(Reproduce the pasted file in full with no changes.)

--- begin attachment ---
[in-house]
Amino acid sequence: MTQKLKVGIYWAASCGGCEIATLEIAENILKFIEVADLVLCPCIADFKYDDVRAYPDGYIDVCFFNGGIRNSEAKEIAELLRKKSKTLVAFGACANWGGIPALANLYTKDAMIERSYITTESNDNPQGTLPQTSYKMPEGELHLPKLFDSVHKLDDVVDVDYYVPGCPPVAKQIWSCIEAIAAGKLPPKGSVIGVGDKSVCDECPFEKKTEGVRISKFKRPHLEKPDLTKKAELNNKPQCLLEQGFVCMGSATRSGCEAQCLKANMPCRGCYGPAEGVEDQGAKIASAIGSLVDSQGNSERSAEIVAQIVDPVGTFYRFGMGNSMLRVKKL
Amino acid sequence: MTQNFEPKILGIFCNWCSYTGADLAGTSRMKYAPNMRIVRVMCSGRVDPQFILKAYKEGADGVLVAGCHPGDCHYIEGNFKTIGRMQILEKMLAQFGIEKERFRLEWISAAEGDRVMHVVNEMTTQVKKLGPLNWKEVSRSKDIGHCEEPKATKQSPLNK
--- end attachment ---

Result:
[in-house]
Amino acid sequence: MTQKLKVGIYWAASCGGCEIATLEIAENILKFIEVADLVLCPCIADFKYDDVRAYPDGYIDVCFFNGGIRNSEAKEIAELLRKKSKTLVAFGACANWGGIPALANLYTKDAMIERSYITTESNDNPQGTLPQTSYKMPEGELHLPKLFDSVHKLDDVVDVDYYVPGCPPVAKQIWSCIEAIAAGKLPPKGSVIGVGDKSVCDECPFEKKTEGVRISKFKRPHLEKPDLTKKAELNNKPQCLLEQGFVCMGSATRSGCEAQCLKANMPCRGCYGPAEGVEDQGAKIASAIGSLVDSQGNSERSAEIVAQIVDPVGTFYRFGMGNSMLRVKKL
Amino acid sequence: MTQNFEPKILGIFCNWCSYTGADLAGTSRMKYAPNMRIVRVMCSGRVDPQFILKAYKEGADGVLVAGCHPGDCHYIEGNFKTIGRMQILEKMLAQFGIEKERFRLEWISAAEGDRVMHVVNEMTTQVKKLGPLNWKEVSRSKDIGHCEEPKATKQSPLNK